Just got another letter from you in answer to one I wrote from Marseilles. At least I wrote it on board and posted it when we landed, by the pilot. Then orders came out that all letters posted in French post offices wd be destroyed, so we fondly imagined those wd never roll up. Anyhow, I wrote to you again from camp, so I expect that’s rolled up too now. I had had lots of letters from you all since landing, including some forwarded from India, in which you say you expect I wish I was in the show! It seems so funny reading them. Also a whole lot of letters have arrived here for Ben, c/o me, so I will forward them on as soon as I can. I suppose we must stick to orders, & refer mysteriously to “this place” & “that place”, & mention no names, silly as it seems.
Anyhow, we left the last place I wrote from – give you one guess! on the 18th, & came by train here, by a most roundabout way, arriving on the 21st. The camp there was in an awful state, feet deep in mud, & we had persistent rain for 6 days. Imagine the state of our kit, and ourselves. We got orders on the morning of the 18th to entrain at 2 o’clock that night, or next morning rather. There was an awful muddle of transport, & owing to the mud, well, I never saw such a mess! To cap it all it poured in torrents from 2 to 4 & made things 50 times worse of course. However it’s all part of the days work I suppose, & we kept smiling through it all. Eventually we got the transport off, & marched off at 8 p.m. arriving at the station at 12.30. We loaded up the train, & started off at 6 a.m. next morning. We had had no sleep of course for 24 hours, & had been working hard all the time, so were of course rather tired. We had been soaked through & had got more or less dry again marching, but none of us had our clothes or boots off for more than 36 hours; this I know is nothing to what others have-been doing up at the front, or to what we shall doubtless be going through in a day or two now, but it just shows how one can be quite decently uncomfortable miles away from the war really. None of us are any the worse for our wetting, & when I did finally manage to get a change all the clothes socks etc I was wearing were quite dry!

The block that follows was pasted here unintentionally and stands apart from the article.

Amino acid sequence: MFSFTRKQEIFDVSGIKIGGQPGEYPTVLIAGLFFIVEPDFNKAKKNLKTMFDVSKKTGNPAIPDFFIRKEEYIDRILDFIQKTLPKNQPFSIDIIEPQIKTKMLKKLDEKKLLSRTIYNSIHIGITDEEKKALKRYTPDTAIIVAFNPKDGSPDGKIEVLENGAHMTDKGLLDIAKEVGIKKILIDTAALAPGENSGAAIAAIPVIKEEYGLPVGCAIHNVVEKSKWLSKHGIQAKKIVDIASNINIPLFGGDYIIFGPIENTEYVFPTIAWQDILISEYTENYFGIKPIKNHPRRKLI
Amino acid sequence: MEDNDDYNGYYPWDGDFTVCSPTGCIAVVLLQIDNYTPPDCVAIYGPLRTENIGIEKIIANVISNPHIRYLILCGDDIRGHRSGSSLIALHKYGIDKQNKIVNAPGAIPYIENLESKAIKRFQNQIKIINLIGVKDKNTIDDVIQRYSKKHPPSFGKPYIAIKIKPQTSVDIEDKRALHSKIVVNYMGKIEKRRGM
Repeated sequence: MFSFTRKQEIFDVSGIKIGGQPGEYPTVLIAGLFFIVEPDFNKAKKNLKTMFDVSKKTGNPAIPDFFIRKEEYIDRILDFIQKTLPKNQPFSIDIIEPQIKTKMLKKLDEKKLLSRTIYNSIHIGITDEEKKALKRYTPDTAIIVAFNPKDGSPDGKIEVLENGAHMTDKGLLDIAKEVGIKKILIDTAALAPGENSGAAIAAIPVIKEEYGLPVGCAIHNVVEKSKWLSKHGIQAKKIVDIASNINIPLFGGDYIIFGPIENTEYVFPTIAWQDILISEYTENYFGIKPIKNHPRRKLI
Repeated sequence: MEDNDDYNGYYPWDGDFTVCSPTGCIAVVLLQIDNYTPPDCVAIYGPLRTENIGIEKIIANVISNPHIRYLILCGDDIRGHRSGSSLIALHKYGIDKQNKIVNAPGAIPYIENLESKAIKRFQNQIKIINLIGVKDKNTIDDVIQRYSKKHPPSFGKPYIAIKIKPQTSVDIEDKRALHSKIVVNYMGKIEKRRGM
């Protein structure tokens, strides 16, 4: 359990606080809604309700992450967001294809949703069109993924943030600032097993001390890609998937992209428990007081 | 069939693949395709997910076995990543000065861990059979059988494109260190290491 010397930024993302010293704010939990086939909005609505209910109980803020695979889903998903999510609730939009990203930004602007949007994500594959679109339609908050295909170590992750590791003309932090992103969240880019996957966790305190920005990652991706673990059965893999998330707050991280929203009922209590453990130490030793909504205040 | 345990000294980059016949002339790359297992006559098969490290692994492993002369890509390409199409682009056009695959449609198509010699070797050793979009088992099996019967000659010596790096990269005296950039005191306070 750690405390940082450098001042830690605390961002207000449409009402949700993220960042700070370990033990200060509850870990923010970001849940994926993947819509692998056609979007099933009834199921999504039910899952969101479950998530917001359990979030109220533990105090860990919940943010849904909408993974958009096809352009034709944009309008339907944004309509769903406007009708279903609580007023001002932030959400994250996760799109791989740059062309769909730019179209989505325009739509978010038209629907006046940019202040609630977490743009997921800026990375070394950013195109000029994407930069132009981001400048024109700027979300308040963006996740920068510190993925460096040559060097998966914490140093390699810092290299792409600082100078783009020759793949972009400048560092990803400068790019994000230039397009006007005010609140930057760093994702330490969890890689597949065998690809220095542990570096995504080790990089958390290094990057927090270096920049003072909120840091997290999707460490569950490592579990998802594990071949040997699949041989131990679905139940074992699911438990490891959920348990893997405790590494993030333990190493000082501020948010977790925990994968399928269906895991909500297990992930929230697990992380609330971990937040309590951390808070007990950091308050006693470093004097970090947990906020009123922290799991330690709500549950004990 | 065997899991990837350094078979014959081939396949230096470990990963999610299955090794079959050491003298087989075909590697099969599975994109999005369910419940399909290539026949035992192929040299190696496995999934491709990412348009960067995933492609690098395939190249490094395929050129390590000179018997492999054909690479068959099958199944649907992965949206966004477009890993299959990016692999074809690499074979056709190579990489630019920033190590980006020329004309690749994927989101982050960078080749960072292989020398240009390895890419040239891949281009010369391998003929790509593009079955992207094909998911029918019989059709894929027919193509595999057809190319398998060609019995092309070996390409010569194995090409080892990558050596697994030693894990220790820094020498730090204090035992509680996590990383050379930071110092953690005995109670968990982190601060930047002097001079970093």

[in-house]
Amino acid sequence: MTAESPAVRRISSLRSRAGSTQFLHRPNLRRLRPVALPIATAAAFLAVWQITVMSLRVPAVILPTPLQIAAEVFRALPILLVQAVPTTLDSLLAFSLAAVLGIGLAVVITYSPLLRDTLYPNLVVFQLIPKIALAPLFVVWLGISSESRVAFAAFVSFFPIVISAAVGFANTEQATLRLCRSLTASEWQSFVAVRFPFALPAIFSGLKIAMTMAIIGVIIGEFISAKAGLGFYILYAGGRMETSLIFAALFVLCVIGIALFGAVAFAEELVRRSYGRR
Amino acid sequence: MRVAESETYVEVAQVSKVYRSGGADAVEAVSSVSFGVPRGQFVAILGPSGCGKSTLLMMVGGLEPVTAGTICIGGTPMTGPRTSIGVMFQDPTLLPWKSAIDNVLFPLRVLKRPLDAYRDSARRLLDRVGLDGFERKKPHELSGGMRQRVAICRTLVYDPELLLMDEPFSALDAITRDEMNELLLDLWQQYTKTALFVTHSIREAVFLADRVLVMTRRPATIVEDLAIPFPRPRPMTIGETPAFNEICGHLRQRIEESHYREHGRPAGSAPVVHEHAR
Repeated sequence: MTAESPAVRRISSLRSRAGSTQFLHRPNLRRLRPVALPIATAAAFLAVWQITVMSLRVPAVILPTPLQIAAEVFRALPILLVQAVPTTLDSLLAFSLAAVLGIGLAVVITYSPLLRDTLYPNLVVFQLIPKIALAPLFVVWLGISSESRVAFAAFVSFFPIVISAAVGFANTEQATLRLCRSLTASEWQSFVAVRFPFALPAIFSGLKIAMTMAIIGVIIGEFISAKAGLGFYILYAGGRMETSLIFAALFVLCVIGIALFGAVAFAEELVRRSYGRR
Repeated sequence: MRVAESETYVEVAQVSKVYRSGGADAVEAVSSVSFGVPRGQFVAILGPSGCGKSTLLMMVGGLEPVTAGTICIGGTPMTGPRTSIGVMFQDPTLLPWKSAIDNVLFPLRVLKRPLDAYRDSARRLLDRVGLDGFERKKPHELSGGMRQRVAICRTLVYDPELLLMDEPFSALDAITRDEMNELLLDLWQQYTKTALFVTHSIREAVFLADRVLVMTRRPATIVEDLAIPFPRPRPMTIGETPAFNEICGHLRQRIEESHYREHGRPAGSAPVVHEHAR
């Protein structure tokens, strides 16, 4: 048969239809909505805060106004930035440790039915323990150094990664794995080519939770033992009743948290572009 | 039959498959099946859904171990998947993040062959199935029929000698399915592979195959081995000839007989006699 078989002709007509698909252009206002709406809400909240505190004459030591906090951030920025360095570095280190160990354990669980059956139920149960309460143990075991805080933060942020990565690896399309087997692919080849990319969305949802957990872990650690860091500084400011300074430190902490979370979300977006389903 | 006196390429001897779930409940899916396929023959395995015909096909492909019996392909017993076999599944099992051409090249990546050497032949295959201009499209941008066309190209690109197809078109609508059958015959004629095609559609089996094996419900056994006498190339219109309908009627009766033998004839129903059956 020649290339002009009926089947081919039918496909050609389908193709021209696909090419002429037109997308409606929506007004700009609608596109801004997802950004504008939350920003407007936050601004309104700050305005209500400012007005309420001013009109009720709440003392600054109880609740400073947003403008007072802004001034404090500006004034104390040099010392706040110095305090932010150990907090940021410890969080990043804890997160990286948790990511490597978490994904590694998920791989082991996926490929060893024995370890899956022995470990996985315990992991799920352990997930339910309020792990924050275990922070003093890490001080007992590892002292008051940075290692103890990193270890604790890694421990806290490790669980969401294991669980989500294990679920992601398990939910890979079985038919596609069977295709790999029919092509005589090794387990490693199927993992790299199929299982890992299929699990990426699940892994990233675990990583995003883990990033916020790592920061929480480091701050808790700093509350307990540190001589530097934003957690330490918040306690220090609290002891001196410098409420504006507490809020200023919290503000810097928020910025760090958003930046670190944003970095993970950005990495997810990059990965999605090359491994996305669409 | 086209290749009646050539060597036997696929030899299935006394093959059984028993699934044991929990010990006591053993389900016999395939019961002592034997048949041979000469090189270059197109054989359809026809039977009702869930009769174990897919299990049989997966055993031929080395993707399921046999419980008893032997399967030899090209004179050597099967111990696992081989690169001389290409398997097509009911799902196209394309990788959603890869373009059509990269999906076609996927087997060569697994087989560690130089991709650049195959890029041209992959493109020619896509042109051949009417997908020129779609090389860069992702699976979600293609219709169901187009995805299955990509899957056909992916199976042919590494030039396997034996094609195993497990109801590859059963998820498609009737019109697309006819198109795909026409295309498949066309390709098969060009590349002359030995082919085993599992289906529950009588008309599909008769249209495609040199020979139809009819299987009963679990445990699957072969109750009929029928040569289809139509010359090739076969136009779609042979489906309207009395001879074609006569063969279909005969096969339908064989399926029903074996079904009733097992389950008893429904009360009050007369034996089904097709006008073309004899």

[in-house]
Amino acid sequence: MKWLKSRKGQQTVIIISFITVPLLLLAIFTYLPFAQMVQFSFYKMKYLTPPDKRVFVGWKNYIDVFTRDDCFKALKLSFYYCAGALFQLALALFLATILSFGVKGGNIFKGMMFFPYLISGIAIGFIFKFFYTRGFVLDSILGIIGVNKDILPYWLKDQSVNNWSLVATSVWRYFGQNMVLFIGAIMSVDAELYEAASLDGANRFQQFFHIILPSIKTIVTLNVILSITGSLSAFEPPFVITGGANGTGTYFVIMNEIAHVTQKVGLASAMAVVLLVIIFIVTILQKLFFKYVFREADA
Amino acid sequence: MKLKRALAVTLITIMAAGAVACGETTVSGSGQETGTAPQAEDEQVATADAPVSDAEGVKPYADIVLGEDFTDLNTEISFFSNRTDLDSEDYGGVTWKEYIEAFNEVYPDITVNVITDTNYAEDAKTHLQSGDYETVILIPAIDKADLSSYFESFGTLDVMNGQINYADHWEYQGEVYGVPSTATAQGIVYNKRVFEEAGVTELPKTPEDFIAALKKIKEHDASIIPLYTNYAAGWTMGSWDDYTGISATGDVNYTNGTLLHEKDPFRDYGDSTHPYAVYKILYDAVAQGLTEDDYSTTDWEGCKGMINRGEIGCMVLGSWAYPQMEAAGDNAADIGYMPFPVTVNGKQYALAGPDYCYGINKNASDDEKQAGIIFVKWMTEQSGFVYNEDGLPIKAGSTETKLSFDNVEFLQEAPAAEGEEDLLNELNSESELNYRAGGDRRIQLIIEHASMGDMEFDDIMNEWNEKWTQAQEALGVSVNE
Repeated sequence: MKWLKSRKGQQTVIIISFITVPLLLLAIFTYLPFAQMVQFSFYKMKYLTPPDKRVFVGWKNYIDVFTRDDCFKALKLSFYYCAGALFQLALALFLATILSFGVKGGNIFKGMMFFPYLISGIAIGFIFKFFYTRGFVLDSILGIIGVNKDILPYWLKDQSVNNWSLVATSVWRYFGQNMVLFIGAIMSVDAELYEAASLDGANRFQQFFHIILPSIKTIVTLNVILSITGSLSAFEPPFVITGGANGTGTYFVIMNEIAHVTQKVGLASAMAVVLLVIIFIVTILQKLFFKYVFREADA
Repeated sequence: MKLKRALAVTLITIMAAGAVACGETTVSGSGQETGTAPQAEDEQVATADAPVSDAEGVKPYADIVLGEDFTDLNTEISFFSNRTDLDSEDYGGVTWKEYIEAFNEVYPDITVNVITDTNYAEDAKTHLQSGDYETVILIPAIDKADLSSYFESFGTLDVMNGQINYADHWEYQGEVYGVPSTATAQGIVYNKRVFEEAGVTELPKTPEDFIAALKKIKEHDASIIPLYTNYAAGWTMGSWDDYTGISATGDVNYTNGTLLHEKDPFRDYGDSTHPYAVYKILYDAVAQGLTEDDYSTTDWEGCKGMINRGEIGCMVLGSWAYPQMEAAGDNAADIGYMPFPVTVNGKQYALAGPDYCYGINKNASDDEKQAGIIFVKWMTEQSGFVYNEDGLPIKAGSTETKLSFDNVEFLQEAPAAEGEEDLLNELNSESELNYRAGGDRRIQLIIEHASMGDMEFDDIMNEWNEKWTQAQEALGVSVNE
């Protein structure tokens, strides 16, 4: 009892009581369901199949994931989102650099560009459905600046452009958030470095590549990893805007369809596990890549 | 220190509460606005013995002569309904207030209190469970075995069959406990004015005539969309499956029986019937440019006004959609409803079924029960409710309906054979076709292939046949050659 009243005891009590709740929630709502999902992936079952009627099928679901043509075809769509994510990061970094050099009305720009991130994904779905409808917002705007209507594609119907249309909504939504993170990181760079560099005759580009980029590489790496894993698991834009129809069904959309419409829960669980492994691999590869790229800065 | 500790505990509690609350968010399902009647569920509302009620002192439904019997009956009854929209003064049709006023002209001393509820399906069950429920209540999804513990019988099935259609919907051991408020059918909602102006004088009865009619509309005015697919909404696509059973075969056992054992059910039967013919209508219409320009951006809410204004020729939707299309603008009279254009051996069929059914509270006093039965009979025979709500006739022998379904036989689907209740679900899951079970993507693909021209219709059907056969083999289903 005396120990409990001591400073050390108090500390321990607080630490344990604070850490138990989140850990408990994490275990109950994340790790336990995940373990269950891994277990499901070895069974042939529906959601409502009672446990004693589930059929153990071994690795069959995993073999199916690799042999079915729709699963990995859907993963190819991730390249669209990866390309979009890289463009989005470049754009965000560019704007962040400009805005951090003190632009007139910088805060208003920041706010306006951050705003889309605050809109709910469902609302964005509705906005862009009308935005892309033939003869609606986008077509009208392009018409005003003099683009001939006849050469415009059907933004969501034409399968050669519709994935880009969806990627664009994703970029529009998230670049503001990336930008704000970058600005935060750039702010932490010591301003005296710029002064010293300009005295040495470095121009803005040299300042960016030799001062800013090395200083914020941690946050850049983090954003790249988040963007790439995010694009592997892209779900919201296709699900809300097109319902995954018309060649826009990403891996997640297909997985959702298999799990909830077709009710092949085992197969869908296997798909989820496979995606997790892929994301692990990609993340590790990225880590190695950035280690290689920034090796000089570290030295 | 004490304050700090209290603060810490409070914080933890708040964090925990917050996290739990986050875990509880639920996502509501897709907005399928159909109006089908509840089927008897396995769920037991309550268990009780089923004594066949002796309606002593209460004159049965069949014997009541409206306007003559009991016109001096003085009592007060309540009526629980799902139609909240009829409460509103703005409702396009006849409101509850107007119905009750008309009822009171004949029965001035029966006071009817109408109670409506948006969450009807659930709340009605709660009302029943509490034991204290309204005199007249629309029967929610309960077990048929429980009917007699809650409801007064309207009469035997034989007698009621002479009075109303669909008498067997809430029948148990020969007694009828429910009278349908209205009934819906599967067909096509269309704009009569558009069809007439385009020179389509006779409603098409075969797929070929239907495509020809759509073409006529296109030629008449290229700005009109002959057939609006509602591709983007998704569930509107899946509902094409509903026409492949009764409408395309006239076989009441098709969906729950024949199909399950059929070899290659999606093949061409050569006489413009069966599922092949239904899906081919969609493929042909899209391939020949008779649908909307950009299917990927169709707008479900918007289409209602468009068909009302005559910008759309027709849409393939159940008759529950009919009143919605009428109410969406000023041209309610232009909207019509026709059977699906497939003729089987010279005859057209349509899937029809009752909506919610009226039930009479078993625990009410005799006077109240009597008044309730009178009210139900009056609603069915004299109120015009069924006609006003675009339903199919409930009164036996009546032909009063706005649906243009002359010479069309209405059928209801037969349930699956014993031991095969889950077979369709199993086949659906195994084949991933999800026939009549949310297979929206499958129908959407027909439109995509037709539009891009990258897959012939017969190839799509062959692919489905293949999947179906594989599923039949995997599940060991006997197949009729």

Such fun in the train; every station crowds of people, stare stare, & shouting & waving. All the girls asking for souvenirs, & almost tearing buttons & badges off one’s uniform. However I managed to hang on to all of mine, as I could’nt spare any, though I gave away one or two odd stars – interrupted here by ten million orders etc coming in – sorry.
This letter is from that clichéd address “somewhere in France”. According to Drake-Brockman, they had in fact arrived in Orleans on the 21st October. Ted continued this letter on the 24th October.
Ted’s letter had been opened by a censor after being sealed; this was unusual and was a check on how effective the censorship was rather than a check on the contents of the letter itself